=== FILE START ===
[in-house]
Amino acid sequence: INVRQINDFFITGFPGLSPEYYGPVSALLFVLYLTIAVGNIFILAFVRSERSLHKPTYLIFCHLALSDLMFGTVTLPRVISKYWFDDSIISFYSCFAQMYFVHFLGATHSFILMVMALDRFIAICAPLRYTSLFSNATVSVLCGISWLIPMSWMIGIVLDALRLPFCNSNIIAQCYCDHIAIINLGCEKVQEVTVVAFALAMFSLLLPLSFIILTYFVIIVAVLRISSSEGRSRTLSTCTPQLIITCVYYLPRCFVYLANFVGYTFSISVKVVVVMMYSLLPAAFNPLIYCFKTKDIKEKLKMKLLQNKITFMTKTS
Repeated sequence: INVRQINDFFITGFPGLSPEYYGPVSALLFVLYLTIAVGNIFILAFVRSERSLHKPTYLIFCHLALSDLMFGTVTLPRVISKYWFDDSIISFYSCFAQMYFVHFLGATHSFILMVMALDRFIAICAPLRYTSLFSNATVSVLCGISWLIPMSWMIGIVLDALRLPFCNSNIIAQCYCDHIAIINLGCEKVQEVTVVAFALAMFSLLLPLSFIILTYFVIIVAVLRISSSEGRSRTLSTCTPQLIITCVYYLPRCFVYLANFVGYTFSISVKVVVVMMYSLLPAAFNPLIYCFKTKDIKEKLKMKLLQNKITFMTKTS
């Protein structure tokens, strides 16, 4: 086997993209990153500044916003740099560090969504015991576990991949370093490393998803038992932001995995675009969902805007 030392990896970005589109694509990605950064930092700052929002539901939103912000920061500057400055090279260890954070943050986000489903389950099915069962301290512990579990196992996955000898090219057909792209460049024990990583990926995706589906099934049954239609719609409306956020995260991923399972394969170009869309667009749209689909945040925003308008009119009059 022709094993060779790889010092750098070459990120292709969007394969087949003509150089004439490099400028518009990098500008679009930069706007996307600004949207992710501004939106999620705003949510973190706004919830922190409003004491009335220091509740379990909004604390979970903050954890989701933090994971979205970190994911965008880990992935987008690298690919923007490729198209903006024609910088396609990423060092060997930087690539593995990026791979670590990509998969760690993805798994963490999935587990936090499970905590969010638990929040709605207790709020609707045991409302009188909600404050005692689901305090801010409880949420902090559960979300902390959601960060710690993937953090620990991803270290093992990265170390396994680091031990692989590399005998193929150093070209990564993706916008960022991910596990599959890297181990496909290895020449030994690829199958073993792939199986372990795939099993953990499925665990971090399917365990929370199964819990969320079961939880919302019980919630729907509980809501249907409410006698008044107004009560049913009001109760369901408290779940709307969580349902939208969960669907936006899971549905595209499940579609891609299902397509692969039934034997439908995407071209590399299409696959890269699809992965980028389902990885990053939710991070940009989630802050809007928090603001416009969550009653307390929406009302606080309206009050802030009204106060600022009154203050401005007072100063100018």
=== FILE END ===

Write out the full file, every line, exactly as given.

[in-house]
Amino acid sequence: INVRQINDFFITGFPGLSPEYYGPVSALLFVLYLTIAVGNIFILAFVRSERSLHKPTYLIFCHLALSDLMFGTVTLPRVISKYWFDDSIISFYSCFAQMYFVHFLGATHSFILMVMALDRFIAICAPLRYTSLFSNATVSVLCGISWLIPMSWMIGIVLDALRLPFCNSNIIAQCYCDHIAIINLGCEKVQEVTVVAFALAMFSLLLPLSFIILTYFVIIVAVLRISSSEGRSRTLSTCTPQLIITCVYYLPRCFVYLANFVGYTFSISVKVVVVMMYSLLPAAFNPLIYCFKTKDIKEKLKMKLLQNKITFMTKTS
Repeated sequence: INVRQINDFFITGFPGLSPEYYGPVSALLFVLYLTIAVGNIFILAFVRSERSLHKPTYLIFCHLALSDLMFGTVTLPRVISKYWFDDSIISFYSCFAQMYFVHFLGATHSFILMVMALDRFIAICAPLRYTSLFSNATVSVLCGISWLIPMSWMIGIVLDALRLPFCNSNIIAQCYCDHIAIINLGCEKVQEVTVVAFALAMFSLLLPLSFIILTYFVIIVAVLRISSSEGRSRTLSTCTPQLIITCVYYLPRCFVYLANFVGYTFSISVKVVVVMMYSLLPAAFNPLIYCFKTKDIKEKLKMKLLQNKITFMTKTS
């Protein structure tokens, strides 16, 4: 086997993209990153500044916003740099560090969504015991576990991949370093490393998803038992932001995995675009969902805007 030392990896970005589109694509990605950064930092700052929002539901939103912000920061500057400055090279260890954070943050986000489903389950099915069962301290512990579990196992996955000898090219057909792209460049024990990583990926995706589906099934049954239609719609409306956020995260991923399972394969170009869309667009749209689909945040925003308008009119009059 022709094993060779790889010092750098070459990120292709969007394969087949003509150089004439490099400028518009990098500008679009930069706007996307600004949207992710501004939106999620705003949510973190706004919830922190409003004491009335220091509740379990909004604390979970903050954890989701933090994971979205970190994911965008880990992935987008690298690919923007490729198209903006024609910088396609990423060092060997930087690539593995990026791979670590990509998969760690993805798994963490999935587990936090499970905590969010638990929040709605207790709020609707045991409302009188909600404050005692689901305090801010409880949420902090559960979300902390959601960060710690993937953090620990991803270290093992990265170390396994680091031990692989590399005998193929150093070209990564993706916008960022991910596990599959890297181990496909290895020449030994690829199958073993792939199986372990795939099993953990499925665990971090399917365990929370199964819990969320079961939880919302019980919630729907509980809501249907409410006698008044107004009560049913009001109760369901408290779940709307969580349902939208969960669907936006899971549905595209499940579609891609299902397509692969039934034997439908995407071209590399299409696959890269699809992965980028389902990885990053939710991070940009989630802050809007928090603001416009969550009653307390929406009302606080309206009050802030009204106060600022009154203050401005007072100063100018």